A writer’s world: Senior Krista Horbett can spin a seriously good yarn


Horbett revises her writing at Noble Coffee & Tea. The senior often starts her day with writing at the coffee shop.

Savanna Hill and Maggie Hoppel

Krista Horbett’s writing means mornings spent tinkering with first drafts at Noble Coffee and Tea. It means free verse poems in spiral shapes and Google Docs drafts of short stories old and new. It means a fantasy world where magic is real, happy endings are possible, and most importantly, she sets the rules. And, this spring, it means recognition in the prestigious Scholastic Art and Writing Awards.

The Scholastic Awards is a writing contest organized into categories such as short stories and poetry. At the state level, writers receive awards such as the Honorable Mention, Silver Key, and Gold Key. Then, Gold Key winners advance to the national judging to compete with those outside their individual state. 

Horbett’s results for this year’s regional awards arrived this January. 

“This year I got an Honorable Mention on one of my pieces, an Honorable Mention on a portfolio, which was a collection of 6 works that I’d done, and then a Gold on a flash fiction piece that I did,” Horbett said.

A Gold Key. It puts her in the running for a national award for the first time ever. Horbett believes that her story’s pull-no-punches take on mental health led her to achieve greater recognition for her work. 

“Scholastic is looking specifically for teenage voices and what teenagers are struggling with, and a big part of that is mental health or anxiety,” Horbett said.

While proud of her awards at the state level, part of Horbett is still anticipating the national awards announcement this March. Her flash fiction piece “Counting Down” is a strong contender for national recognition. 

“It would be a huge honor and also more of a confirmation that I’m actually good at writing,” Horbett said. “I don’t always think highly of myself.” 

Every story begins with one person and one mind. The knowledge and inspiration Horbett gained from things like films, prompts, and books is the starting point for her own writing.

“Books and movies can help expand your vocabulary and definitely influence how you see the world and how you form original pieces,” Horbett said, “Most of the time it starts out with a movie or a writing prompt I’ll see. Once it gains traction or I stick with it long enough, then I will add some extra things to make it more substantial.” 

This method has led Horbett to write fanfiction in addition to her original pieces. She is drawn to Star Wars and Marvel stories. Horbett says fanfiction was an essential piece of her creative development back in middle school. 

“Having the setting established and the character dynamics and personalities all set out made it easier to focus on how I wanted the story to play out and work on developing my writing style,” Horbett said.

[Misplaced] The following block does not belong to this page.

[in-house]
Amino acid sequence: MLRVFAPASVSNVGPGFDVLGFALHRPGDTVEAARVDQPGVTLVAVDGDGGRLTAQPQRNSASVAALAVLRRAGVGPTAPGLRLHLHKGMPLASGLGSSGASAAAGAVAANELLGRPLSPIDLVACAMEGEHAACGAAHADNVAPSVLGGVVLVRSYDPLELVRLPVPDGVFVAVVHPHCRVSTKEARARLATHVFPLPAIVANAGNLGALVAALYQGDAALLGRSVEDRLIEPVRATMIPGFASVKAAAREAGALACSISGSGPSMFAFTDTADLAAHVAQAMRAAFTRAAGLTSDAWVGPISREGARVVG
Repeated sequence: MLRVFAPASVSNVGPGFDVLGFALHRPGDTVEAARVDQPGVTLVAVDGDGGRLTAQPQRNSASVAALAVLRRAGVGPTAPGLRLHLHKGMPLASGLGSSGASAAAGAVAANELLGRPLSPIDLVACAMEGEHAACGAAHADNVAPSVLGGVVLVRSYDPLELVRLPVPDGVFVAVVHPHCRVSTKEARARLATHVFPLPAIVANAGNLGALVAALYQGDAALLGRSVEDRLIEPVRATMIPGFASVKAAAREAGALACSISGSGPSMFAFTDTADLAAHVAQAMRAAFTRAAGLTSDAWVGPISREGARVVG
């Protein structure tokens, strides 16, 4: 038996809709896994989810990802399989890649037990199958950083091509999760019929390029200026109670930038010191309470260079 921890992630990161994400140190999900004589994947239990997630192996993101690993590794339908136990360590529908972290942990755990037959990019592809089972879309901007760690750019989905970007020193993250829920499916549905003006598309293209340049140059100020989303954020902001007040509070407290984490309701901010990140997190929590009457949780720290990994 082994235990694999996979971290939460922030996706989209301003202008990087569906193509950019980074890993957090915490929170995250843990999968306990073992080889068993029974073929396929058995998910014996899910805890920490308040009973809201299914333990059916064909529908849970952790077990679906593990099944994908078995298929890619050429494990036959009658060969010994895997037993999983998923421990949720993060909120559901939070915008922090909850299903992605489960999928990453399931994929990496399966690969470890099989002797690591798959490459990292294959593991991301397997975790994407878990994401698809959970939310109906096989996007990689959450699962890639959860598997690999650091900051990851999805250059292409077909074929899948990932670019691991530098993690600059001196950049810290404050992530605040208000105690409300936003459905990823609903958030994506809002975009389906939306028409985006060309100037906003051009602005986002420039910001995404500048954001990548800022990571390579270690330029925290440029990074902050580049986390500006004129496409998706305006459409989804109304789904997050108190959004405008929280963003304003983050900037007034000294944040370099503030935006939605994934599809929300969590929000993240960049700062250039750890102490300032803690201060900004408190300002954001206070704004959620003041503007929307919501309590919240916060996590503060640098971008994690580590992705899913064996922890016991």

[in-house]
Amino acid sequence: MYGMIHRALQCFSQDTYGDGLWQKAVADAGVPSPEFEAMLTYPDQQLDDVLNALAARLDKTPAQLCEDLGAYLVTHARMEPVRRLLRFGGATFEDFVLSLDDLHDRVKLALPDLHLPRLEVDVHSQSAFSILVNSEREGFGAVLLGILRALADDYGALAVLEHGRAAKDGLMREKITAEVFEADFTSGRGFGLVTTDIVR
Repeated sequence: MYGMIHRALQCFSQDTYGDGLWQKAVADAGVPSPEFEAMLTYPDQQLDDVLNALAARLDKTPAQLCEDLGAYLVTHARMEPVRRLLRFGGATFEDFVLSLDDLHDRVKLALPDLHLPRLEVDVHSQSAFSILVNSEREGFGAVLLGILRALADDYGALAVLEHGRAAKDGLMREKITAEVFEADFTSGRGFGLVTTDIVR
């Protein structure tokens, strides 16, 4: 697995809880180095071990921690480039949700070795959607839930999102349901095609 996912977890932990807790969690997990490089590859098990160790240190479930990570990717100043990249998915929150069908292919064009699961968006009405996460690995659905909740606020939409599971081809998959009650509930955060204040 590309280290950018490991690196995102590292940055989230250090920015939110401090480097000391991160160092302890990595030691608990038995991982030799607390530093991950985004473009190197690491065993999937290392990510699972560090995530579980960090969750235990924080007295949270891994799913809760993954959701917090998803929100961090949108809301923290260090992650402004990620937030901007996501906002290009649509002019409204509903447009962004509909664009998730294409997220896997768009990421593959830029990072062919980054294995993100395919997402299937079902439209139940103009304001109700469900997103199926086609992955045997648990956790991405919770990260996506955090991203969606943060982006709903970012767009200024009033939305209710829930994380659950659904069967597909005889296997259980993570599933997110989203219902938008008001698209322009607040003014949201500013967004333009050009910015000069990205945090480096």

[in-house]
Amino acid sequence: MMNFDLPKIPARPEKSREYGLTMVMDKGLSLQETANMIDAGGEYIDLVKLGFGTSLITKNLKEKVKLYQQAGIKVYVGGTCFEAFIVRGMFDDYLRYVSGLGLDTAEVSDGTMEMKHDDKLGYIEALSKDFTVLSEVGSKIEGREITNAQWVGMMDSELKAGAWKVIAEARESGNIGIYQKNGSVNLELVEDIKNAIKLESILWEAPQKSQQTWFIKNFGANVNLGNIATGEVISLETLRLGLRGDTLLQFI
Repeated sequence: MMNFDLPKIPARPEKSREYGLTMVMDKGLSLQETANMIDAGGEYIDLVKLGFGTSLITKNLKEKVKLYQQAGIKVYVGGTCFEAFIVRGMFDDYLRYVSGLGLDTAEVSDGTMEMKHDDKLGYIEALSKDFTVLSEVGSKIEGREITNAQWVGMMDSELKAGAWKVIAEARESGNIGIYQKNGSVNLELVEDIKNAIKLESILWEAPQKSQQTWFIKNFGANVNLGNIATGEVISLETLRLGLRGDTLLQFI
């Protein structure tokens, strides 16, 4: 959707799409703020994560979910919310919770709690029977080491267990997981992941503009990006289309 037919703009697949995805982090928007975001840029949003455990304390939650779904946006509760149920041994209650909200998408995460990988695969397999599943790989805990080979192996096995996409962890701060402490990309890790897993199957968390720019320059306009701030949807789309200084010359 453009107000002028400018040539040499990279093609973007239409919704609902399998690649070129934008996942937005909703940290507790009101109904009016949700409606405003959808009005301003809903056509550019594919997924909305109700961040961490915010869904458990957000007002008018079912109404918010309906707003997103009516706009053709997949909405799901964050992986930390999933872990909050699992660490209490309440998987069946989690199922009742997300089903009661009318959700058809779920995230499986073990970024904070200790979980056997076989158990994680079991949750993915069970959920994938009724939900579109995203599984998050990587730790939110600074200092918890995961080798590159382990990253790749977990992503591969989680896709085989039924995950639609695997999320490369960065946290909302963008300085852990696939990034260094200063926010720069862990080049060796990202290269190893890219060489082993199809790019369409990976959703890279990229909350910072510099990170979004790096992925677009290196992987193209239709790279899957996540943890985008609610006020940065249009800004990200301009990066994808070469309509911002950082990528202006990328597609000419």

These fanfiction pieces weren’t always written alone. Horbett sometimes collaborated with current Fishers High School senior Teeny King, exchanging ideas and helping each other improve.

“Krista and I really started writing together around seventh or eighth grade on a little story in the Star Wars universe. We’re both massive geeks, and what better way to be creative than through something you both enjoy?” King said. 

King says she admires how far Horbett has come since then. She’s matured in both her writing skill and as a person. 

“I am just so in awe of her courage and confidence to publish her works or submit them to Scholastic. I often just write for myself as a little, personal outlet, but Krista truly breathes life into her works,” King said. 

Bill Kenley is Horbett’s teacher for creative writing and first introduced her to this contest. He also helped edit her work in preparation for the submission deadline. 

“Krista has always had a great imagination. I remember an early story of hers about a kid with an invisible friend that was very vivid and detailed,” Kenley said. “She’s a psychologically deep writer of fiction.” 

Horbett’s creativity has led her to many publication opportunities. In her writing, she finds her voice, sharing her perspective on obstacles others might face as well.

“I started writing in fifth grade because I had a lot of anxiety, and the best way to get it out was to channel it to something productive—and writing was that productive thing. It got the crazy ideas out of my head and gave me something to do,” Horbett said. 

Self confidence often comes and goes, but Horbett believes in celebrating her unique qualities as an individual and a writer. In this way, she gives herself grace and finds joy in her work. 

“It’s normal to doubt your skills but remember that your story and your voice are unique,” Horbett said.


Check out excerpts from Horbett’s award winning short stories and poems. More of her work will be showcased in the NHS literary magazine, “Friday the 13th and Other Superstitions,” when it’s released this spring.

“This time, instead of shoving down the hopeless romantic clawing for a chance at life, it’s my anxiety taking its turn sitting in the darkest corner of my heart. Because this time I should let myself feel.” 

          —“Just Friends” 


“They share their stories and she shares hers

And before long, they rise and walk away

A smile on their face

And a fire over their head” 

—“Fire Over Their Head” 


“When I step outside, a breeze flits through my hair, the sun kissing my face as I glance up and smile. I absorb this feeling. Freedom. Little by little, I reach it: the point of no return.” —“Imaginary”